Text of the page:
I have been reading for about 6 months on that....A DSLR is a cheaper way to get a less compressed file to edit with. To keep it simple. Great for shooting a scene you are going to track in Mocha and attach assets to. Other then that...? Matter of what you really see and how far you are going to compress for delivery. http://forums.creativecow.net/thread/142/874122 The CMOS chip on most of them will give a 422 out which is still compressed as opposed to an 8x8 direct to storage. 444 Like a Panny or Sony True HD Camera $6000 range. http://pro.sony.com/bbsc/video/videoChannelSearchResults.do?submit.x=0&s... http://pro.sony.com/bbsc/video/videoChannelSearchResults.do?submit.x=0&s... <--- if any links to check out in here, are these ones and start from the beginning. Although every link I posted will save you money! The higher rating storage allows for faster write time. IE: Burst shooting. Anything higher then 6 will get you there for video. However with the price 10 is, cheap enough. 64 Gb is pretty good. Anything bigger and you are wondering about return. Do you fill a short scene with 64GB? As a flash drive only can be written on and erases so many times. http://pro.sony.com/bbsc/ssr/show-highend/resource.solutions.bbsccms-ass... The Glass/lenses I would say are the most important part of a DSLR's option. Since the CMOS is pretty standard across the board. At their respective price breaks. MPEG 4 is the new MPEG 2 those codecs are used by some very expensive and true HD cameras that shoot with little compression. Mpeg is simply a codec, or container, not to be confused with say MTS.compression. Compression is NOT necessarily a bad thing either. No matter how you slice it non film is always going to have rolling shutter challenges. http://pro.sony.com/bbsccms/assets/files/micro/xdcam/solutions/MPEG-2_Lo... So to me spending 3500 for a DSLR rig to make a movie on is kinda crazy. Unless you are, as stated; going to track a lot of scenes, or do the ole' in & out of focus camera tampering for the back n forth shots ( I hate that personally) But whatever you like, it is your movie. My eyes do not go out of focus that much, when talking to someone so I do not care for it. You might want to check out Sony's Hd rigs or Canons rigs, The new G series camcorder will shoot some pretty sweet stuff. Heck even the Canon M series (older model) was used to shoot some of the scenes in Jason Stathem's Crank. And that is MTS codec with a 1/2 CMOS split R,G,B which is very low compared to what you are considering. My two cents. http://pro.sony.com/bbsc/ssr/cat-broadcastcameras/tab_menu2 Budget? I'm not a big fan of Sony... Here are a couple of inexpensive cameras hi to low below. By the time you rig sound on to a DSLR, if not shooting DSLR style...Then don't pay for it. Pick it up in editing. Like Depth of field, Zoom, Pan, etc. http://www.usa.canon.com/cusa/support/consumer/camcorders/professional_c... http://shop.panasonic.com/shop/model/HC-X920K?t=overview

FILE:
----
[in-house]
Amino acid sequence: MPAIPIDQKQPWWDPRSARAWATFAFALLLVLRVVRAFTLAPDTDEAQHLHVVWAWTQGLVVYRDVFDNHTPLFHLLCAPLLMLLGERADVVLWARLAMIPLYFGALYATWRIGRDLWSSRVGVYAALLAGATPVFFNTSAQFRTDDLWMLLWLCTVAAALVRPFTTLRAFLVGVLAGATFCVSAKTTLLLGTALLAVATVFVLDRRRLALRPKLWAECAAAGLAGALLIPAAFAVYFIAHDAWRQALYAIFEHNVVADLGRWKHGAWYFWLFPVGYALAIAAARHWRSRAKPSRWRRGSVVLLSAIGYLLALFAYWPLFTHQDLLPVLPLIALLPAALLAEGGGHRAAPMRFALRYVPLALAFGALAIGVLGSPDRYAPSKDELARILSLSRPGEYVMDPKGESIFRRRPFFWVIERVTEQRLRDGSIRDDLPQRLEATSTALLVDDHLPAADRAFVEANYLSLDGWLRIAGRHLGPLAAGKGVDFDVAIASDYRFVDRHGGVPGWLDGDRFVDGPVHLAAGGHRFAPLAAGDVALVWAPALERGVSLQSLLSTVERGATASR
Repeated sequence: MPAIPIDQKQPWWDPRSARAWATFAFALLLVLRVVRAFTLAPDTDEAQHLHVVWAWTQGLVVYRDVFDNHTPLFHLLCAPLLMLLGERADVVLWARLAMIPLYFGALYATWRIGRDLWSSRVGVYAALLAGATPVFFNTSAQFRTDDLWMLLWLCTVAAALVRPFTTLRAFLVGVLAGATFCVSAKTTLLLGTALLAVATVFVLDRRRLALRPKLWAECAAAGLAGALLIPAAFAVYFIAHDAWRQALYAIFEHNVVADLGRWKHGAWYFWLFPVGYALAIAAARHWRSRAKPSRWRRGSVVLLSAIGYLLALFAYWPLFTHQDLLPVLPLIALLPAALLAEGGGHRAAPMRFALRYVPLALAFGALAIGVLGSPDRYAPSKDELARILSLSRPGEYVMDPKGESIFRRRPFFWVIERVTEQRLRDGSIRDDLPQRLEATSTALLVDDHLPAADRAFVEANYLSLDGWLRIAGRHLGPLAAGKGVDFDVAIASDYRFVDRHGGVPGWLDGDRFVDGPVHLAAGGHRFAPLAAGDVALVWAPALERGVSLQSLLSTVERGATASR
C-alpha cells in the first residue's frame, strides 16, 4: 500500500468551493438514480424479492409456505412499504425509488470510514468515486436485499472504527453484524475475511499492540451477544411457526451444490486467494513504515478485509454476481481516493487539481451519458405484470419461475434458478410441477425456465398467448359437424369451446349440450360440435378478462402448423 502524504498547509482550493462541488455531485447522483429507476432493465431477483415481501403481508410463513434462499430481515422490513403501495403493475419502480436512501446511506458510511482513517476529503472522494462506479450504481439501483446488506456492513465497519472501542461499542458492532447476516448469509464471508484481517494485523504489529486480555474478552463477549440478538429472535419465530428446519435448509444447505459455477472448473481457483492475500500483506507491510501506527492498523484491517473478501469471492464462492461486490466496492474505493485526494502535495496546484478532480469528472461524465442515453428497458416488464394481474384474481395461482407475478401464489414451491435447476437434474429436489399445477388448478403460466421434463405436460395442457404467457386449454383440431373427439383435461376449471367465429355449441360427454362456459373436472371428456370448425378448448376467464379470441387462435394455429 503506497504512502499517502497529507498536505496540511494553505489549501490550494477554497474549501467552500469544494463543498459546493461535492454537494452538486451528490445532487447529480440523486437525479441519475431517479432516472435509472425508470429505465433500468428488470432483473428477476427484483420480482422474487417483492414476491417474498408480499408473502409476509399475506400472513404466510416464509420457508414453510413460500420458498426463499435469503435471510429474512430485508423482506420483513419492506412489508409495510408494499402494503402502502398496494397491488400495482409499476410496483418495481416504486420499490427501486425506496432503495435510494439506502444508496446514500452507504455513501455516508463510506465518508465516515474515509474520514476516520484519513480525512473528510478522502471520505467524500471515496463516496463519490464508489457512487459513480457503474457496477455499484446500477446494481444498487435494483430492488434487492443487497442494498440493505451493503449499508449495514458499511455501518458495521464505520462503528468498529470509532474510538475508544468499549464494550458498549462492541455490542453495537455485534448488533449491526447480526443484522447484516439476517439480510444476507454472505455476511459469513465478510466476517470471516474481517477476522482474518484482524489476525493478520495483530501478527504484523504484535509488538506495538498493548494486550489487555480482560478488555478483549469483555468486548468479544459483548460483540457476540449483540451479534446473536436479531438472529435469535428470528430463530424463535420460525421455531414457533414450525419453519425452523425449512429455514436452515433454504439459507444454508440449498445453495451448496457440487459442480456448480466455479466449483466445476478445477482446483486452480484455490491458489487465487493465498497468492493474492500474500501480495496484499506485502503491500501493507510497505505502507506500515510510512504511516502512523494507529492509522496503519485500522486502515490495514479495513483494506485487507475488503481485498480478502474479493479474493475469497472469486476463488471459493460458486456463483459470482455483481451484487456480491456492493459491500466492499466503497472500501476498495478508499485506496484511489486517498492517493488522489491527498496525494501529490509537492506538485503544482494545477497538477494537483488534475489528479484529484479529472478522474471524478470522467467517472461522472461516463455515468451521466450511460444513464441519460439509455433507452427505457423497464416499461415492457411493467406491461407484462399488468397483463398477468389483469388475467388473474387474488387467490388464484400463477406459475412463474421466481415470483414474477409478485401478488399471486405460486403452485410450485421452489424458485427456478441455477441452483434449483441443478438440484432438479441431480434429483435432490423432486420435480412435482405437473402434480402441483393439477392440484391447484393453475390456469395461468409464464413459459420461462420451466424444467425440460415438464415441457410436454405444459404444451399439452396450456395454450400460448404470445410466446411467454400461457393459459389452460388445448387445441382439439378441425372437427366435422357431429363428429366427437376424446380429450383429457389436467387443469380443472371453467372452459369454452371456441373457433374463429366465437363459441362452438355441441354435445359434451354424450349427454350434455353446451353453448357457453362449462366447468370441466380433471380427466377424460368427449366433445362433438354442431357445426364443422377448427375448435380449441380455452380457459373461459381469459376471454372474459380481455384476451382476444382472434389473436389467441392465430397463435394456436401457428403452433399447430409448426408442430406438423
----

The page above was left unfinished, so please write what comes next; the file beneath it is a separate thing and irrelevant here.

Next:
there's more than one ting a little off in your understanding of DSLRs in the above, as well as basics of MPEG and color sampling ect. I would go into it here, but I get the feeling most of the people here don't really understand it nor want to learn. I will say for anyone who wants to know, yourself too Simon, feel free to PM me or e mail me or whatever and I'll try my best to explain DSLR things.